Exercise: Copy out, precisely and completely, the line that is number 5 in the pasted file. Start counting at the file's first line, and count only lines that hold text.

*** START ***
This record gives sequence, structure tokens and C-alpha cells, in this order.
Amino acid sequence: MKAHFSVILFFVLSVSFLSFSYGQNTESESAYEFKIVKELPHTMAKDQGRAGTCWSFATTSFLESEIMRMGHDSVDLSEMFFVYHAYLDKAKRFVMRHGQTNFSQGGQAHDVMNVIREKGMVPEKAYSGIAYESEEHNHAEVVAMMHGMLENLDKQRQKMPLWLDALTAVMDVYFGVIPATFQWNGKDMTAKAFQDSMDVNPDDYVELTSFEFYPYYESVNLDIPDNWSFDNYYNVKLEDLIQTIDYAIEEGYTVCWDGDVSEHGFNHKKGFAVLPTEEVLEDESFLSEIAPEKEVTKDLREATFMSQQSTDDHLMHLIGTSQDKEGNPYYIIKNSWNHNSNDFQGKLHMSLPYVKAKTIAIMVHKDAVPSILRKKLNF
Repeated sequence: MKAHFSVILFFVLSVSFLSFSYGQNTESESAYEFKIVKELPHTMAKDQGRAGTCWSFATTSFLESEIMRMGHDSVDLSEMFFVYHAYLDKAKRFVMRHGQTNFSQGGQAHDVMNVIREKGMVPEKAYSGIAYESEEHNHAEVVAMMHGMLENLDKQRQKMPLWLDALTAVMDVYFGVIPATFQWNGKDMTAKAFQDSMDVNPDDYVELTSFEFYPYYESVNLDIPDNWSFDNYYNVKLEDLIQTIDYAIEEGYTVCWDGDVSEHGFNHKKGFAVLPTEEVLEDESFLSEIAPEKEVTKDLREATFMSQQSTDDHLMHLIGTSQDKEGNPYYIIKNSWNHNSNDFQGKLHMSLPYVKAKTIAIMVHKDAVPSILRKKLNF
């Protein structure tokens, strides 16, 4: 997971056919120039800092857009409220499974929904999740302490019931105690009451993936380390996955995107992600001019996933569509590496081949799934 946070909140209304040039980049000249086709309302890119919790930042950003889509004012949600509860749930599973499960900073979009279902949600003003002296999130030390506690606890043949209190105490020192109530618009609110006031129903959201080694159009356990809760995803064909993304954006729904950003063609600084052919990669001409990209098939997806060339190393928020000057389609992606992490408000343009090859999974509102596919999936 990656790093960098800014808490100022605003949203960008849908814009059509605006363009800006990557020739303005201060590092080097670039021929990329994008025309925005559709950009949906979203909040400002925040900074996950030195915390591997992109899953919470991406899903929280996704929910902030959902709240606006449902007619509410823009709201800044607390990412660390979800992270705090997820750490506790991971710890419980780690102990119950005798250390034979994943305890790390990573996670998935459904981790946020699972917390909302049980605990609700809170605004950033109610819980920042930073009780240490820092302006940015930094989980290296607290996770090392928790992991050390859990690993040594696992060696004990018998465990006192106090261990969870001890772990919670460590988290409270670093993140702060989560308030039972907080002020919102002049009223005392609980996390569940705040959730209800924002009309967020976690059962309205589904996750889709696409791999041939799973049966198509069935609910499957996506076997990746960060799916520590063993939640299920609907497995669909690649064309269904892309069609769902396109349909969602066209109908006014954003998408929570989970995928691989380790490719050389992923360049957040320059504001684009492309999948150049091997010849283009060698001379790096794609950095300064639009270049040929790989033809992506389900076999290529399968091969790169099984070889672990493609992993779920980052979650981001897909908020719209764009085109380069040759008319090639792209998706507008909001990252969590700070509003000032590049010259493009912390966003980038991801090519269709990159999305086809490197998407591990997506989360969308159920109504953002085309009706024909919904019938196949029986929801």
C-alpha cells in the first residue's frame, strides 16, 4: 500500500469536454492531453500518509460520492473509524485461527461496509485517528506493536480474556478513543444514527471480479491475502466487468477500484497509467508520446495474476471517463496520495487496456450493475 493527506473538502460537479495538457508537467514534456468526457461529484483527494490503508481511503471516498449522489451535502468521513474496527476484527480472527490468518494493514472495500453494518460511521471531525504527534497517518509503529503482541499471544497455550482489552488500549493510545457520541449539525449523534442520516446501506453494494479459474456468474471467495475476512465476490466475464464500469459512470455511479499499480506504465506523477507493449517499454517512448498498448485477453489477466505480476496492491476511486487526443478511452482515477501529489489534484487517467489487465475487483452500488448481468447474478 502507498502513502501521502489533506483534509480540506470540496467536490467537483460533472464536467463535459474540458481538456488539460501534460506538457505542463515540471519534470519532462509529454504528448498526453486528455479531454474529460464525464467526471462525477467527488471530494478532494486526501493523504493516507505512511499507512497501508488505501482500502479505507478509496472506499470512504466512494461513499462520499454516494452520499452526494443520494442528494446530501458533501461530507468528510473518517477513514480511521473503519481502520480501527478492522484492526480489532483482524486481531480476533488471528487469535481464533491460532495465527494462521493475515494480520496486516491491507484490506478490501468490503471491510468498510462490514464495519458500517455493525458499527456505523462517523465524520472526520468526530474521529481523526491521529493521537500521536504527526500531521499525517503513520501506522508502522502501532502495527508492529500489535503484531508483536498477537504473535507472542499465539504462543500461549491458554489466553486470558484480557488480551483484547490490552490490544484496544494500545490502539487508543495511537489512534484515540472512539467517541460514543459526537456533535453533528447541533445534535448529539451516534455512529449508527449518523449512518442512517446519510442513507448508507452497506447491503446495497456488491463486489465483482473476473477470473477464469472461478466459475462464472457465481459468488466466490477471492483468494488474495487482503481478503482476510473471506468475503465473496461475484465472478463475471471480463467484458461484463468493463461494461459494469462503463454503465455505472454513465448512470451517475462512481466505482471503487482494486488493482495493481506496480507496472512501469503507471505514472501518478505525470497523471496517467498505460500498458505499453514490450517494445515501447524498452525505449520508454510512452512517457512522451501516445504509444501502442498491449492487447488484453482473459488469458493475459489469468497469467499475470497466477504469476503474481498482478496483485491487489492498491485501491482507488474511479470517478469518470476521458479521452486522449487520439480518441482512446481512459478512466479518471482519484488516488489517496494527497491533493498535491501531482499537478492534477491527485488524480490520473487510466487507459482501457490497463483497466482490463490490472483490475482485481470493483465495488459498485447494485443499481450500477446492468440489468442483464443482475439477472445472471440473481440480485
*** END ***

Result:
C-alpha cells in the first residue's frame, strides 16, 4: 500500500469536454492531453500518509460520492473509524485461527461496509485517528506493536480474556478513543444514527471480479491475502466487468477500484497509467508520446495474476471517463496520495487496456450493475 493527506473538502460537479495538457508537467514534456468526457461529484483527494490503508481511503471516498449522489451535502468521513474496527476484527480472527490468518494493514472495500453494518460511521471531525504527534497517518509503529503482541499471544497455550482489552488500549493510545457520541449539525449523534442520516446501506453494494479459474456468474471467495475476512465476490466475464464500469459512470455511479499499480506504465506523477507493449517499454517512448498498448485477453489477466505480476496492491476511486487526443478511452482515477501529489489534484487517467489487465475487483452500488448481468447474478 502507498502513502501521502489533506483534509480540506470540496467536490467537483460533472464536467463535459474540458481538456488539460501534460506538457505542463515540471519534470519532462509529454504528448498526453486528455479531454474529460464525464467526471462525477467527488471530494478532494486526501493523504493516507505512511499507512497501508488505501482500502479505507478509496472506499470512504466512494461513499462520499454516494452520499452526494443520494442528494446530501458533501461530507468528510473518517477513514480511521473503519481502520480501527478492522484492526480489532483482524486481531480476533488471528487469535481464533491460532495465527494462521493475515494480520496486516491491507484490506478490501468490503471491510468498510462490514464495519458500517455493525458499527456505523462517523465524520472526520468526530474521529481523526491521529493521537500521536504527526500531521499525517503513520501506522508502522502501532502495527508492529500489535503484531508483536498477537504473535507472542499465539504462543500461549491458554489466553486470558484480557488480551483484547490490552490490544484496544494500545490502539487508543495511537489512534484515540472512539467517541460514543459526537456533535453533528447541533445534535448529539451516534455512529449508527449518523449512518442512517446519510442513507448508507452497506447491503446495497456488491463486489465483482473476473477470473477464469472461478466459475462464472457465481459468488466466490477471492483468494488474495487482503481478503482476510473471506468475503465473496461475484465472478463475471471480463467484458461484463468493463461494461459494469462503463454503465455505472454513465448512470451517475462512481466505482471503487482494486488493482495493481506496480507496472512501469503507471505514472501518478505525470497523471496517467498505460500498458505499453514490450517494445515501447524498452525505449520508454510512452512517457512522451501516445504509444501502442498491449492487447488484453482473459488469458493475459489469468497469467499475470497466477504469476503474481498482478496483485491487489492498491485501491482507488474511479470517478469518470476521458479521452486522449487520439480518441482512446481512459478512466479518471482519484488516488489517496494527497491533493498535491501531482499537478492534477491527485488524480490520473487510466487507459482501457490497463483497466482490463490490472483490475482485481470493483465495488459498485447494485443499481450500477446492468440489468442483464443482475439477472445472471440473481440480485